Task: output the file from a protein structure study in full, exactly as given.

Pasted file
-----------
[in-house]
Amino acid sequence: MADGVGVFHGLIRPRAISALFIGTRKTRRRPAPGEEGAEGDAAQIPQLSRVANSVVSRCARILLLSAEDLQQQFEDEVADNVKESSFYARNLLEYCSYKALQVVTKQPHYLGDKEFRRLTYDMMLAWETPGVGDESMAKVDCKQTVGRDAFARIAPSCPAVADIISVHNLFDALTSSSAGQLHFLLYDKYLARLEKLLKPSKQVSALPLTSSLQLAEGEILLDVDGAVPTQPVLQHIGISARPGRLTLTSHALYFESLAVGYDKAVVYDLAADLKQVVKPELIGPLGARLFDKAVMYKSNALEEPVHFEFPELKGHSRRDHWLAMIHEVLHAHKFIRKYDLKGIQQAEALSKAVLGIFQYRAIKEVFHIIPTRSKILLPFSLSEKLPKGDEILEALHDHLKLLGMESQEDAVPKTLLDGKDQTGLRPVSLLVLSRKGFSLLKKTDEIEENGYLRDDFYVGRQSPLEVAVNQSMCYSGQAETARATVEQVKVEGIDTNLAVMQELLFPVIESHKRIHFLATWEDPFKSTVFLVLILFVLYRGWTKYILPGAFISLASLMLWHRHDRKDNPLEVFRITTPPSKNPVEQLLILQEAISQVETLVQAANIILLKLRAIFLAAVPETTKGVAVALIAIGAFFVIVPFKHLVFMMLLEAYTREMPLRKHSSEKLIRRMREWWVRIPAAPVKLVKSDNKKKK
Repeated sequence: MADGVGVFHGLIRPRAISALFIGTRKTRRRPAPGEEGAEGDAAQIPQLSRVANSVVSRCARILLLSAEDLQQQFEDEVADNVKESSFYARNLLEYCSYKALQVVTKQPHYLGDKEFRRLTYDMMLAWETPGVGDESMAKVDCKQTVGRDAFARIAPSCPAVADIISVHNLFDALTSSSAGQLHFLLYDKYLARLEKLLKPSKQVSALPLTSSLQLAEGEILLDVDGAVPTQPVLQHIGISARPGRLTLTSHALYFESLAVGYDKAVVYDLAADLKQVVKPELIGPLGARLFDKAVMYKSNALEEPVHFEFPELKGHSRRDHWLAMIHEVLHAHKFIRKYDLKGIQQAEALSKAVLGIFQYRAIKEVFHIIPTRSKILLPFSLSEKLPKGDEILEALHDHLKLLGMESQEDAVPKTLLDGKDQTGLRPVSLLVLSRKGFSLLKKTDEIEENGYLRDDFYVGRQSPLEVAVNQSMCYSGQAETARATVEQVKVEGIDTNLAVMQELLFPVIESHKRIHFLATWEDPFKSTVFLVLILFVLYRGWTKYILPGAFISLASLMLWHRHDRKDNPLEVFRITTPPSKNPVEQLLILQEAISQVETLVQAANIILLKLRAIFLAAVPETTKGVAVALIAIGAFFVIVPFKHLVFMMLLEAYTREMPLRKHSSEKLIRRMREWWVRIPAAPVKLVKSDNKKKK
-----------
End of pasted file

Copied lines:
[in-house]
Amino acid sequence: MADGVGVFHGLIRPRAISALFIGTRKTRRRPAPGEEGAEGDAAQIPQLSRVANSVVSRCARILLLSAEDLQQQFEDEVADNVKESSFYARNLLEYCSYKALQVVTKQPHYLGDKEFRRLTYDMMLAWETPGVGDESMAKVDCKQTVGRDAFARIAPSCPAVADIISVHNLFDALTSSSAGQLHFLLYDKYLARLEKLLKPSKQVSALPLTSSLQLAEGEILLDVDGAVPTQPVLQHIGISARPGRLTLTSHALYFESLAVGYDKAVVYDLAADLKQVVKPELIGPLGARLFDKAVMYKSNALEEPVHFEFPELKGHSRRDHWLAMIHEVLHAHKFIRKYDLKGIQQAEALSKAVLGIFQYRAIKEVFHIIPTRSKILLPFSLSEKLPKGDEILEALHDHLKLLGMESQEDAVPKTLLDGKDQTGLRPVSLLVLSRKGFSLLKKTDEIEENGYLRDDFYVGRQSPLEVAVNQSMCYSGQAETARATVEQVKVEGIDTNLAVMQELLFPVIESHKRIHFLATWEDPFKSTVFLVLILFVLYRGWTKYILPGAFISLASLMLWHRHDRKDNPLEVFRITTPPSKNPVEQLLILQEAISQVETLVQAANIILLKLRAIFLAAVPETTKGVAVALIAIGAFFVIVPFKHLVFMMLLEAYTREMPLRKHSSEKLIRRMREWWVRIPAAPVKLVKSDNKKKK
Repeated sequence: MADGVGVFHGLIRPRAISALFIGTRKTRRRPAPGEEGAEGDAAQIPQLSRVANSVVSRCARILLLSAEDLQQQFEDEVADNVKESSFYARNLLEYCSYKALQVVTKQPHYLGDKEFRRLTYDMMLAWETPGVGDESMAKVDCKQTVGRDAFARIAPSCPAVADIISVHNLFDALTSSSAGQLHFLLYDKYLARLEKLLKPSKQVSALPLTSSLQLAEGEILLDVDGAVPTQPVLQHIGISARPGRLTLTSHALYFESLAVGYDKAVVYDLAADLKQVVKPELIGPLGARLFDKAVMYKSNALEEPVHFEFPELKGHSRRDHWLAMIHEVLHAHKFIRKYDLKGIQQAEALSKAVLGIFQYRAIKEVFHIIPTRSKILLPFSLSEKLPKGDEILEALHDHLKLLGMESQEDAVPKTLLDGKDQTGLRPVSLLVLSRKGFSLLKKTDEIEENGYLRDDFYVGRQSPLEVAVNQSMCYSGQAETARATVEQVKVEGIDTNLAVMQELLFPVIESHKRIHFLATWEDPFKSTVFLVLILFVLYRGWTKYILPGAFISLASLMLWHRHDRKDNPLEVFRITTPPSKNPVEQLLILQEAISQVETLVQAANIILLKLRAIFLAAVPETTKGVAVALIAIGAFFVIVPFKHLVFMMLLEAYTREMPLRKHSSEKLIRRMREWWVRIPAAPVKLVKSDNKKKK